What is this mini/sub -series all about?

As you may or may not be aware, everything that we are doing here has a basis in my day to day development.  I started out using java for my xpage dev about a year ago (I had already used java extensively in my daily programming, just not in combination with XPages for which I mostly relied on JavaScript.) To really get started with Java, I decided to make a utility package that included everything that I needed to know to really get going.  I started off with making a sessionHelper.  I did this because I needed to learn how to get a session object.  I did not know anything about the variable resolver at first, and I also had a lot of trouble finding resources to figure it out.  After I managed that, I moved on to one of the most important features of all databases that I develop, the Admin Panel.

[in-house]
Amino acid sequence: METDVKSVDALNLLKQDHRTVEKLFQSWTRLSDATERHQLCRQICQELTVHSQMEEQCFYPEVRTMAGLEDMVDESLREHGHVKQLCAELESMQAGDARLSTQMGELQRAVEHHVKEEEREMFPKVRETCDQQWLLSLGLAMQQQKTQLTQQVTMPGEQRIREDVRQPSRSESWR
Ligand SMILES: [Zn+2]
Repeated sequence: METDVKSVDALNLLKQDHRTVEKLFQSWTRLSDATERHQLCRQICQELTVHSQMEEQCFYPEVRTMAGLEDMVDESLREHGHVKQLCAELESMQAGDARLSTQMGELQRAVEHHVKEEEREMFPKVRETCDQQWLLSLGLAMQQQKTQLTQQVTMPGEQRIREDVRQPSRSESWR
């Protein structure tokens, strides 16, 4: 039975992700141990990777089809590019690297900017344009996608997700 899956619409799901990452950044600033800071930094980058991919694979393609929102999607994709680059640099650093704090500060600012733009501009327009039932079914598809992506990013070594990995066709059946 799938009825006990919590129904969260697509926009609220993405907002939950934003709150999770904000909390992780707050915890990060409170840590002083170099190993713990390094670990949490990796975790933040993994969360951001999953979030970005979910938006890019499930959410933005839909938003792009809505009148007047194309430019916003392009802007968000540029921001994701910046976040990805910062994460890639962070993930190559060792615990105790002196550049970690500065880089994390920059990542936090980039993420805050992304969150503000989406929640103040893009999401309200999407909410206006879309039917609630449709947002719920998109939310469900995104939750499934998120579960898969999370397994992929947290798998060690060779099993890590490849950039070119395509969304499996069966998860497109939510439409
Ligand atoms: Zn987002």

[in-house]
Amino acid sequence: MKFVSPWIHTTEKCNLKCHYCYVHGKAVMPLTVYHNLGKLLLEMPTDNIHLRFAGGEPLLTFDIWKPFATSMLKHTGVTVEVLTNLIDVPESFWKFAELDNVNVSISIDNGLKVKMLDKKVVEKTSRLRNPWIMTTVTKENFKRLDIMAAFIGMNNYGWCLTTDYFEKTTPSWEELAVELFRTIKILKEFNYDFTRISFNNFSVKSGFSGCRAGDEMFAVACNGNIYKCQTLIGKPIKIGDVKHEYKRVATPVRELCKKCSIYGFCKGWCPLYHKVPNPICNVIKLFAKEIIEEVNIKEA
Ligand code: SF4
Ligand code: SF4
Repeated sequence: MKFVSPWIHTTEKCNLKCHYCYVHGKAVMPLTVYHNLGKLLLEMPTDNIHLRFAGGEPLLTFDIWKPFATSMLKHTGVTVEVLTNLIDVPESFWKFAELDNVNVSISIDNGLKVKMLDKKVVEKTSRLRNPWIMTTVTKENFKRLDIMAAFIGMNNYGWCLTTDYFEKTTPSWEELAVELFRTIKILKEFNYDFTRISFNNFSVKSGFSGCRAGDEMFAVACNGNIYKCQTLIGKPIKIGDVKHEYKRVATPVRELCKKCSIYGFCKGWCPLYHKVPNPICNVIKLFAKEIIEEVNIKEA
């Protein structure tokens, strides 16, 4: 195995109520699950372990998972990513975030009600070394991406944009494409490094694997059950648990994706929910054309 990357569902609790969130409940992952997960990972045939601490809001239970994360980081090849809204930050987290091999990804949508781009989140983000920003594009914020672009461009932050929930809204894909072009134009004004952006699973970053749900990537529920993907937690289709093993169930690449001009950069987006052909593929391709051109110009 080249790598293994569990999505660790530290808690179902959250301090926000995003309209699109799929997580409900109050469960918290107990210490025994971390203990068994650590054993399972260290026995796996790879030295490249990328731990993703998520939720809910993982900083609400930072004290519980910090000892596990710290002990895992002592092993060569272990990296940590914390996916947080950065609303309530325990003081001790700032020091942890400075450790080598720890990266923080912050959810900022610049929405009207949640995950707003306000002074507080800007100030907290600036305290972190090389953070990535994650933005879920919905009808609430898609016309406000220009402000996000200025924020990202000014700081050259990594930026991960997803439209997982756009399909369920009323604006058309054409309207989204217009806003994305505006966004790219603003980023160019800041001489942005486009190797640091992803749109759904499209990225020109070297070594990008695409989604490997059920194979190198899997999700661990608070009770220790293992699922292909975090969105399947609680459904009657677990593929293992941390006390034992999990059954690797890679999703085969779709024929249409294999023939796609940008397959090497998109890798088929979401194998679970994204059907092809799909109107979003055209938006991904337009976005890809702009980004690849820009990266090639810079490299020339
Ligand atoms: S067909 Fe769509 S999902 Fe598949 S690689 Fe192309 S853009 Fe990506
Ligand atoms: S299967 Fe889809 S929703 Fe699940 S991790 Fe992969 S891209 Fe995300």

The Admin Panel is (currently) a custom control where I store tables that show the variable names and values of all objects located in the applicationScope, the sessionScope, and the viewScope.  I do not waste my time with the requestScope, although I suspect that such a thing would be possible if I found a use case for it.  Additionally to this, I show another HTML table that presents cookie information.  This is a part of another module that I call “the cookie helper”.  Finally, a larger and more complex table presents logging information to the user with a particular role.  The custom control contains functions that erase the variables located in the scoped maps (although I have not made that work without causing errors) add string variables to the scopes (not very helpful, but cool), and delete logging information shown in the debug section of the admin panel.  A great feature of the debug table is that there are six different error levels that all use different row styles.  This allows the trace information to be shown in a more understated way, and fatal errors to pop out like a sore thumb.  Later, I turned this same functionality around to store and show entire session logging documents in a logging database.

Today we are going to look at how to build your own Admin Panel using information built, retained, and retrieved in Java.

How is this sub-series built?